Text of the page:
Control and Prevent Aquarium Algae
Aquarium algae is unsightly to anyone who owns an aquarium fish tank. Sometimes even the most well kept aquarium gets it. Although your Guppies might enjoy eating the algae from time-to-time, most fish owners despises the thought of having any algae in their aquarium. Once algae starts to grow, it will starts to grow rapidly. Dealing with unwanted aquarium algae growth is no doubt a frustrating battle with most fish owners.
If algae are left in your aquarium, they might start sapping vital nutrients and oxygen from the water affecting the growth of your fishes and live plants. If there’s large amounts of algae in the water, the artificial lights in your aquarium won’t be able to reach your plants and fishes, causing deformed growth.
Even if you carefully managed your aquarium without any algae, unwanted algae can appear almost overnight and take over your sparkling clean aquarium!
The Most Common Types of Aquarium Algae
There are many types of algae that can grow in your aquarium. If the algae is another color other than green, it indicates that there are water quality problem. Red or brown algae indicates that there are either high dissolved nitrate or phosphate levels in the water.
Green Carpet Algae – This is the most common type of algae. Green carpet algae has the ability spreads very quickly. It covers rocks, glass and decorations with a green.
Green Water – The algae cells floats around the aquarium’s water, making the water look like murky green color. Perhaps the biggest problem with having green water is that it saps the oxygen from the water and also stops the artificial light from penetrating the water to reach your fishes.
Brown Algae – Typically most common in new aquarium setups and aquariums with low-light. It forms a brown film sheet, usually on the bottom and the sides of your tank. Brown algae can easily be removed with a quick scrub. In most cases as the tank matures, this problem lessens.
Red or Beard Algae – It usually forms close to the light source and looks like a thick green carpet grass, it can grow up to 3 cm in height. This is one of the toughest type of algae to remove and it grows quickly once it spreads. Good thing, beard algae looks very interesting if it grows on pieces of driftwood or other large aquarium decorations.
Common Causes of Algae
Like any plant, for algae to grow it has three basic requirements: water, light and nutrients (ammonia and phosphate). So the best method to controlling and preventing algae in your aquarium is by controlling the amount of light and nutrients in your water.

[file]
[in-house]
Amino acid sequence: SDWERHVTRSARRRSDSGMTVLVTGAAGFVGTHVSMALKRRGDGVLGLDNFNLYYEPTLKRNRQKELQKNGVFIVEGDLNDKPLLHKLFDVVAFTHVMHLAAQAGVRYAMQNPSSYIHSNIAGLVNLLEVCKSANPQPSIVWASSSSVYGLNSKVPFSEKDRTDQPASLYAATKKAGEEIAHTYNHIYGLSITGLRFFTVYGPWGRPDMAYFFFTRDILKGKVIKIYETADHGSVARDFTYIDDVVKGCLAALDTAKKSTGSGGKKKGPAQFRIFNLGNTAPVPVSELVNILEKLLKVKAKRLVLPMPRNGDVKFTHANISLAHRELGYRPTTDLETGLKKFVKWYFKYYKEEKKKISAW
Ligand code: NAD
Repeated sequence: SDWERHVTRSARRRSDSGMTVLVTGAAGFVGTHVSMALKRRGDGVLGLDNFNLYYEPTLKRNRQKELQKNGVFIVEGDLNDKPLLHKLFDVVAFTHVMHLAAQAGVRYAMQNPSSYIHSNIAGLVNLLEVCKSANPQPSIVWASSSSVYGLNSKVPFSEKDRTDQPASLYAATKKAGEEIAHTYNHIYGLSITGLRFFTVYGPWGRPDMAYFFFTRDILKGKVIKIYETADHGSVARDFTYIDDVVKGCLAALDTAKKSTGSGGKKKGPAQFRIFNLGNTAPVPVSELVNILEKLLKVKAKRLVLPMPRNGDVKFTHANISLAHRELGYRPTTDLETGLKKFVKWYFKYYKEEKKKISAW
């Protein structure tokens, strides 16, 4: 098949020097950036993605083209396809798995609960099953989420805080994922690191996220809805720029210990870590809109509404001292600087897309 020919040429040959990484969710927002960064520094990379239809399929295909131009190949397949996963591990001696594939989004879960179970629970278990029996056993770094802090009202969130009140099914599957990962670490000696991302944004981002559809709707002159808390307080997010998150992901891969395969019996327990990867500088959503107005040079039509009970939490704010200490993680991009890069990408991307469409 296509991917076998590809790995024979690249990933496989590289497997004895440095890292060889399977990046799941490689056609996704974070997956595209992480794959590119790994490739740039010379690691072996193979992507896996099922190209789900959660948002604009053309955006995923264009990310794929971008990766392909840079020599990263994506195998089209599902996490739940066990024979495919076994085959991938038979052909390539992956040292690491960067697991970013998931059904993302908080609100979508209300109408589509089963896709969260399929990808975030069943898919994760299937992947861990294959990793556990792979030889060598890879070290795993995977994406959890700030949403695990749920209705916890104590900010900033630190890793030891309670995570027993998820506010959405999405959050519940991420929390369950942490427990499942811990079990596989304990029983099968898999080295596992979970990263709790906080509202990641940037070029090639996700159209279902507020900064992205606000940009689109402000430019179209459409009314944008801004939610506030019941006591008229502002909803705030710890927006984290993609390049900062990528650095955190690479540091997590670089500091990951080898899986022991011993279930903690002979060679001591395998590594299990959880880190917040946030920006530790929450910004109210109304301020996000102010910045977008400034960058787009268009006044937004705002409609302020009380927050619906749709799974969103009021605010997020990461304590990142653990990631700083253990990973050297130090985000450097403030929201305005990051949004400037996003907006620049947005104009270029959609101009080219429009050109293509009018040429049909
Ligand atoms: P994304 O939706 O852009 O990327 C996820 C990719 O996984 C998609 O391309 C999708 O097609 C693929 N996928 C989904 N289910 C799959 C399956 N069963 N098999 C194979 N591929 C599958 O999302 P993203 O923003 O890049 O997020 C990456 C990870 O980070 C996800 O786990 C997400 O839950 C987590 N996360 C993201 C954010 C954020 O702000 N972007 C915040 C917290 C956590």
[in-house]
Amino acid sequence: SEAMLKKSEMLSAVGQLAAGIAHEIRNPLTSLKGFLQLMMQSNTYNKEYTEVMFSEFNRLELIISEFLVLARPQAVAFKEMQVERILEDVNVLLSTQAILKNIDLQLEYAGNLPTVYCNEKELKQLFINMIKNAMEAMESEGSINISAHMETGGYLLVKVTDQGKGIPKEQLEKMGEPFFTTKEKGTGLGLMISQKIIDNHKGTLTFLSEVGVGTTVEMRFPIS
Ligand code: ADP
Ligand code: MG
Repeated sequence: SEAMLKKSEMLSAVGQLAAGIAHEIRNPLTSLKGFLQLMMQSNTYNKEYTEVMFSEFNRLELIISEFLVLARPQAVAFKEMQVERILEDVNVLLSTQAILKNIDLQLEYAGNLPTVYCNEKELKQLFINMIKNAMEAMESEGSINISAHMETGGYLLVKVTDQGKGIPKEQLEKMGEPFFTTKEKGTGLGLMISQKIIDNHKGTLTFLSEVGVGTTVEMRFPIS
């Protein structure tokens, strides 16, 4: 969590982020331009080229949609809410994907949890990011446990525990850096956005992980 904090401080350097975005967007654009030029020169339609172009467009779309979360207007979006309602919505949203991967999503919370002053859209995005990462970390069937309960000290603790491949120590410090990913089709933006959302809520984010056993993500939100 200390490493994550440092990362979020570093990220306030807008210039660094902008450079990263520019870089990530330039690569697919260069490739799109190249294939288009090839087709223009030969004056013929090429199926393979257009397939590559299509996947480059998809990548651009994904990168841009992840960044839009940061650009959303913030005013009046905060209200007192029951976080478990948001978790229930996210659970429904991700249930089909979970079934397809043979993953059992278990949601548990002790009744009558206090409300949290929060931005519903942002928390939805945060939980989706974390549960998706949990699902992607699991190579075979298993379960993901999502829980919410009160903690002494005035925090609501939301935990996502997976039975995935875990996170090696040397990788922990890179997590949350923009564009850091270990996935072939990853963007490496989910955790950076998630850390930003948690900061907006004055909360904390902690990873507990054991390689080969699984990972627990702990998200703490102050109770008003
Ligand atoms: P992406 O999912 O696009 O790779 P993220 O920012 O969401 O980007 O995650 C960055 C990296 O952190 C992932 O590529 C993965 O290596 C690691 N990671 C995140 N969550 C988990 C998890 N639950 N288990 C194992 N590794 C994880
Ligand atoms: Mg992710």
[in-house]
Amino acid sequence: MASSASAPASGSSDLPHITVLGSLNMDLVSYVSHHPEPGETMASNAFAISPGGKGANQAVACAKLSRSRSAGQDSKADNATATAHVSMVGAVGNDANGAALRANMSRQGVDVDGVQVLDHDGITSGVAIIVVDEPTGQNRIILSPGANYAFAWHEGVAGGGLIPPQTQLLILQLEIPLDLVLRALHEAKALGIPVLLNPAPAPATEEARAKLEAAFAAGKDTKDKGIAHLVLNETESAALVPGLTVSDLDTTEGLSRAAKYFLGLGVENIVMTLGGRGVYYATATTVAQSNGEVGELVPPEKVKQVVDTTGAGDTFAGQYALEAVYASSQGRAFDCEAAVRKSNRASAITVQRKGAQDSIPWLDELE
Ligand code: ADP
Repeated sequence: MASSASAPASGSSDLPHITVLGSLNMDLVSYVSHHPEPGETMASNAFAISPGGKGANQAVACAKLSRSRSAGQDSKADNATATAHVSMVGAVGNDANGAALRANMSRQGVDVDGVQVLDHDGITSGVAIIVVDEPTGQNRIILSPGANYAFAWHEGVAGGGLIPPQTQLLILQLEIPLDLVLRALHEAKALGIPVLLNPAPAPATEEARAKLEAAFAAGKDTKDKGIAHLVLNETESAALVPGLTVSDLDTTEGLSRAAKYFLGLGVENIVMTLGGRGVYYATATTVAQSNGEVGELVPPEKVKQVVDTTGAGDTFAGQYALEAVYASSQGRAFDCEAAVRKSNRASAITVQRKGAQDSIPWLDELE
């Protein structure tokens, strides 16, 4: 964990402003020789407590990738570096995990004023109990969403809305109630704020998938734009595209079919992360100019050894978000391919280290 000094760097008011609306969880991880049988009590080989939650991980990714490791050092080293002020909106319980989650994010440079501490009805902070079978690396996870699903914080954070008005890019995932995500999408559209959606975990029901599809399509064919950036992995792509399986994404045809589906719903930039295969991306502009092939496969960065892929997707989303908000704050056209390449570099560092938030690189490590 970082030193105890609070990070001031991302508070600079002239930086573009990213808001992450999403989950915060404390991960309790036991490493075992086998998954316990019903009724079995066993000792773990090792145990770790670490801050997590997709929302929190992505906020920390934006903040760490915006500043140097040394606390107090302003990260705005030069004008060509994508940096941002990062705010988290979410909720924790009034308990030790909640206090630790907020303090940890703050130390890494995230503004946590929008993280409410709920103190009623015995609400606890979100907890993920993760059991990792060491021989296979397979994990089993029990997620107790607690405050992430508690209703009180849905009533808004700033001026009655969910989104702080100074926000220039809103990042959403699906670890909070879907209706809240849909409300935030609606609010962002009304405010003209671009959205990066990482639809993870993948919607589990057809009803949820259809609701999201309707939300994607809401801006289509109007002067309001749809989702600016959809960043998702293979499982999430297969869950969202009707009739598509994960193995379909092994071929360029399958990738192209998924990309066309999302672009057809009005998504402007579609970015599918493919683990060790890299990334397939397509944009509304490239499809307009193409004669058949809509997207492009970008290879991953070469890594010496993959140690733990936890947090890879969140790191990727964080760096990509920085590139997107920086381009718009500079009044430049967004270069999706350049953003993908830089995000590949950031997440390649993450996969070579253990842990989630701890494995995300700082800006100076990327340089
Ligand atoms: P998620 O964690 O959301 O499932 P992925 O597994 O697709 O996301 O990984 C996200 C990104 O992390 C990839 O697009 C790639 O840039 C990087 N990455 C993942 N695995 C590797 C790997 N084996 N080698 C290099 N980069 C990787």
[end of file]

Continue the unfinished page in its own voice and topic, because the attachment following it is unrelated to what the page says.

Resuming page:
Never place your aquarium tank near window or anywhere direct sunlight as sunlight causes algae to grow. Try to avoid keeping the artificial lights in your tank on for more than 8 hours per day. If possible, buy a timer to help turn your lights on and off automatically. This helps the lights automate itself if you just have a busy schedule or if you plan on going on vacation while up-keeping your aquarium.
Over feeding your fishes can also cause an increase of algae because of nutrients from the fish waste. Always try to only feed what your fishes can eat within 5 minutes and always remove any uneaten food after 5 minutes. The uneaten food can be removed with a small net.
It’s important to install a good aquarium filter with biological media as it helps break down the nitrate and phosphate levels. It also removes any fish waste from the water, helping it lower the amount of ammonia present and keeps the water cleaner.
How to Treat and Remove Algae
Growing Live Plants – Some live plants naturally intakes a lot of the phosphates in the water so they lower the chances of algae growth.
Adding Algae Eaters – You can try adding algae eaters to the tank like Red Cherry Shrimps, Ghost Shrimps, Apple Snails and Cory Catfish who feeds on algae and fish waste. They will help clean up the algae, fish waste and any leftovers on your tank floor, rocks and decorations. Aquariums with algae eaters usually looks much healthier and cleaner.
Regular Maintenance – Perhaps the best remedy to keeping algae away from your aquarium is by regularly cleaning your aquarium. By doing regular 10-15% water changes, it helps keep the level of nutrients down. It’s a good idea to scrub down on any decoration, heater, filters and other aquarium fixtures that has any traces of algae. Also scrape any algae build-up from the sides of your aquarium tank with algae scrapers like Algae Magnet Cleaners.
Algae Control Drop – If you have tried the methods from above, you can try adding some Algae Control Drops to remove the Algae.
Although controlling and preventing algae is the common goal of most fish owners, having a little bit of algae can help add character and authenticity to your aquarium. You might even have had the thought of encouraging the growth of algae in your aquarium as it does give your Guppies some nutrition value.
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